Fusion is a compact camera system, built to enable as many people as possible to capture and relive memories. The camera and its user interaction were designed to be as unobtrusive and simple as possible, allowing the user to focus on the moment without getting distracted by the product. Fusion features a seamless smart device ecosystem integration, meant to make it easier for smartphone photographers to switch from their phones to the new device. It also offers a new way for visually impaired people to experience and interact with cameras.
Smartphones have become the most frequently used cameras, offering quick access and the features people love. In a connected world, in which the ability to share has become more relevant than the actual process of capturing an image, conventional cameras tend to be unappealing.
Conventional cameras stopped being spontaneous and fun. Most of them have lost their souls. Complicated interfaces inhibit users from fully enjoying their product right from the beginning. Furthermore, cameras are one of only few product categories, remaining largely isolated from their connected environment.
The questions that started the project were: “What does a truly modern camera look like and how does it work?”, “For whom is it meant to be?”, “What are potential customers expectations?”, “What are the USP’s for a conventional camera today?”
The first target group are smartphone photographers who are now searching for an easy to use but professional camera delivering high-quality images, as well as a seamless smart device ecosystem integration. The second group are visually impaired people. Often they can’t benefit from the heavily visually driven technological development.
Since the shape of cameras isn’t anymore defined by the film, the most essential form defining factors are the lens, sensor, grip and screen. After determining the dimensions of each of these factors, several foam and cardboard models were created to get a better feel for the camera’s proportions and its handling.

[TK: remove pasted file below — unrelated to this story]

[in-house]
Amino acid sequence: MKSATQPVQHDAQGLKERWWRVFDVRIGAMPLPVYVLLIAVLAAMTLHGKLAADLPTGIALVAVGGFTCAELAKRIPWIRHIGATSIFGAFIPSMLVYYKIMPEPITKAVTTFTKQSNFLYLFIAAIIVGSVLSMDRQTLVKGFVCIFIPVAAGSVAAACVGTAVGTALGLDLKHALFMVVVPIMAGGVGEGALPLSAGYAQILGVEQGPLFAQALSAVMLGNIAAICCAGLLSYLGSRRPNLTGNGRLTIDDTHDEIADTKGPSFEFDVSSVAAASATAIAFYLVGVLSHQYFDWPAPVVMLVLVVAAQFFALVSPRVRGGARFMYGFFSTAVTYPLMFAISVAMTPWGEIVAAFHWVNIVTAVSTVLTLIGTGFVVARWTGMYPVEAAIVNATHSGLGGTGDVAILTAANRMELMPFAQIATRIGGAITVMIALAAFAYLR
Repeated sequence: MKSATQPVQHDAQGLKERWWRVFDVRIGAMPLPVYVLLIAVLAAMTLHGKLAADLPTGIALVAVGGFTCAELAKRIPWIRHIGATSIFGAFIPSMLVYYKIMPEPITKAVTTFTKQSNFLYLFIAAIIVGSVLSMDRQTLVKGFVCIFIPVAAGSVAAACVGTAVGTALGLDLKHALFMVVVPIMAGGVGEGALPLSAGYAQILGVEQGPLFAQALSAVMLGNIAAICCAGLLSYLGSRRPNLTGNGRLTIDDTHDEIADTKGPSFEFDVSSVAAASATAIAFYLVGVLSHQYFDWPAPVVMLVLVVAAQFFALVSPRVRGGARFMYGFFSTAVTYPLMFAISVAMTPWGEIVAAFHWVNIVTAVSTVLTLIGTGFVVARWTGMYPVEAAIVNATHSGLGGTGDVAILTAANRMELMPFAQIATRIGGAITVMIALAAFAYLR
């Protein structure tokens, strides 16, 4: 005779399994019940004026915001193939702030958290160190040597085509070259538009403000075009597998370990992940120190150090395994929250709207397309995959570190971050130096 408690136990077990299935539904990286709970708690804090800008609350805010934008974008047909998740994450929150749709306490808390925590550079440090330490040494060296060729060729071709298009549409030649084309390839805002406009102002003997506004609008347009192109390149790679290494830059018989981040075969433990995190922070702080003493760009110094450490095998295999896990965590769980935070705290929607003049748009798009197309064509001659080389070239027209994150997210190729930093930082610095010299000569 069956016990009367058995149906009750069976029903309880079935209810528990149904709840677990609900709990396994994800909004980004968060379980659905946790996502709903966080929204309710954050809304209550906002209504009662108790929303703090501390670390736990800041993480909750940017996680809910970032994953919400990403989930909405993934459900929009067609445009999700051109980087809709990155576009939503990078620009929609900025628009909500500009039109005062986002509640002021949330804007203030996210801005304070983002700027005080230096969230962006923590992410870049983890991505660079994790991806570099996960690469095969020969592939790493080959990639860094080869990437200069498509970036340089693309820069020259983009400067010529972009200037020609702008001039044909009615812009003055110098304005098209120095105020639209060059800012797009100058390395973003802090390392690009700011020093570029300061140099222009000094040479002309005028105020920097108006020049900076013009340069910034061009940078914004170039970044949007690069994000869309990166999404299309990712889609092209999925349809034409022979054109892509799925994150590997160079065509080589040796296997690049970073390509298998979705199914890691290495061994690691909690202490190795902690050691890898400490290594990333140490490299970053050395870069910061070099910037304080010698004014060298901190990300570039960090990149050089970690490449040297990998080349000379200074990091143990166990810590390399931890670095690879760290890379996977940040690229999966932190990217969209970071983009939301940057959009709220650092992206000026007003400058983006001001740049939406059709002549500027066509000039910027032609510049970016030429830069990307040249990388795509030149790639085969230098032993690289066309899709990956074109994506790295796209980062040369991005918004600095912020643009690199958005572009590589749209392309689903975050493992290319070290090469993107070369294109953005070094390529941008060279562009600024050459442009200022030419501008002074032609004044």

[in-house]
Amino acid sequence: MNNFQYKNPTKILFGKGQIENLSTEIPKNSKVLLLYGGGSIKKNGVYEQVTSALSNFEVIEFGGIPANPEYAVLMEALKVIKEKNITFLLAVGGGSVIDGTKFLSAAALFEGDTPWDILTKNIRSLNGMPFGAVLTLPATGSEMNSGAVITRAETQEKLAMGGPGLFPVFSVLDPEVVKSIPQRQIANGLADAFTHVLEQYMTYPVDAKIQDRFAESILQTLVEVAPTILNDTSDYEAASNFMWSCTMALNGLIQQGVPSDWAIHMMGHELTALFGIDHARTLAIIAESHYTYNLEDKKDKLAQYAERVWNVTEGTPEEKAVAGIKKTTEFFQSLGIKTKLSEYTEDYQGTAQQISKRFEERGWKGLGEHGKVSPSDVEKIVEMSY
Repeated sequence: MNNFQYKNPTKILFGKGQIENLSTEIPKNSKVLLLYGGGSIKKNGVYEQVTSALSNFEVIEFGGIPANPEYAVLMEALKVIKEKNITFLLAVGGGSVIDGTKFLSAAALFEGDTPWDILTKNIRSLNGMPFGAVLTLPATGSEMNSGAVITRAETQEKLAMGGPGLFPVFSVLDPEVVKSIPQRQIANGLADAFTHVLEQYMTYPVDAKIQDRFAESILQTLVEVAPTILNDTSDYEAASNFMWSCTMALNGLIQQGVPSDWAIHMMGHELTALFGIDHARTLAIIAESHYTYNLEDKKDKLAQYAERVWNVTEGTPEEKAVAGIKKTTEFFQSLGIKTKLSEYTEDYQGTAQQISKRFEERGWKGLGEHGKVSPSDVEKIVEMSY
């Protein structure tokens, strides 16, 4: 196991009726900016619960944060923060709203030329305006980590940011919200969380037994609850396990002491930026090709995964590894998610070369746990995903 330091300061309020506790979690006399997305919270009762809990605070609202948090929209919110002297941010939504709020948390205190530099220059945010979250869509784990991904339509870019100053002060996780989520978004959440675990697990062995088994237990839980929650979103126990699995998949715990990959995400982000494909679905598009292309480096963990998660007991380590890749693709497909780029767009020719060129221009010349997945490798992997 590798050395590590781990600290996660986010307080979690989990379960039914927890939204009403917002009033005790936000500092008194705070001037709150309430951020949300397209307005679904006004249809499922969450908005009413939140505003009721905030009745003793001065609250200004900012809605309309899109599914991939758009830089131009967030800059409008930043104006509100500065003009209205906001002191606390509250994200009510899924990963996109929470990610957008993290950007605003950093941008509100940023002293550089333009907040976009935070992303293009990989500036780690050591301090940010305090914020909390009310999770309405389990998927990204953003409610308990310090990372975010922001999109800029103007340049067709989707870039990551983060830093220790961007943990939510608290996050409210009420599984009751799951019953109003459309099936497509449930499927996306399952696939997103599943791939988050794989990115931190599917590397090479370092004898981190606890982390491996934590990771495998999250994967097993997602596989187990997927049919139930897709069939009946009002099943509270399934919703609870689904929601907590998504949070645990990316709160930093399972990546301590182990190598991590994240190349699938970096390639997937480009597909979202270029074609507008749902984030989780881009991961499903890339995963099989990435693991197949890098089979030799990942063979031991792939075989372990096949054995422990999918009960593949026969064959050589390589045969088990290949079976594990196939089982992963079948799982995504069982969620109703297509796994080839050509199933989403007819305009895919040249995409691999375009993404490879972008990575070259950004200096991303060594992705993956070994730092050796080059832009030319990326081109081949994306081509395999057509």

The next step consisted in searching for an appropriate screen size that would be big enough to display all relevant information but would still fit the compact design. The built-in screen can be pivoted and rotated but features no touch input capacities.
Fusion’s main interface is a 26mm touch and pressure sensitive button, inspired by mechanical mode dials. It can be used to navigate through menus, set personal presets, to capture your photos and videos, etc. Fusion’s GUI is designed to make it easier for smartphone photographers to adapt to the new product. More in-depth functions can be added, corresponding to the photographer’s skills.
To house the braille-matrix display, more space in the camera body was necessary. Making the body thicker would result in an “unbalanced”, clunky device. Incorporating the image-sensor right in the lens offered the desired space. In addition, a sealed lens has several advantages. It allows faster lens changing, it protects the sensor at all times and adds more convenience concerning hardware upgrades.
To find the right material for the camera, I started collecting products whose textures allow you feel a certain confidence while handling them. Fusion’s texture should be similar to the Lamy CP1, which is comfortable to hold and not prone to getting scratched easily.
After rendering several scenes with different settings, I noticed that my old engine couldn’t meet my demands anymore, so I decided to work in KeyShot for the first time. Working with the program made my visualization process much more convenient, so I could focus better on more important aspects of the project.
After publishing fusion on Behance, I was surprised by the very positive feedback of the community. Fusion has recently been featured on Behance’s product design gallery.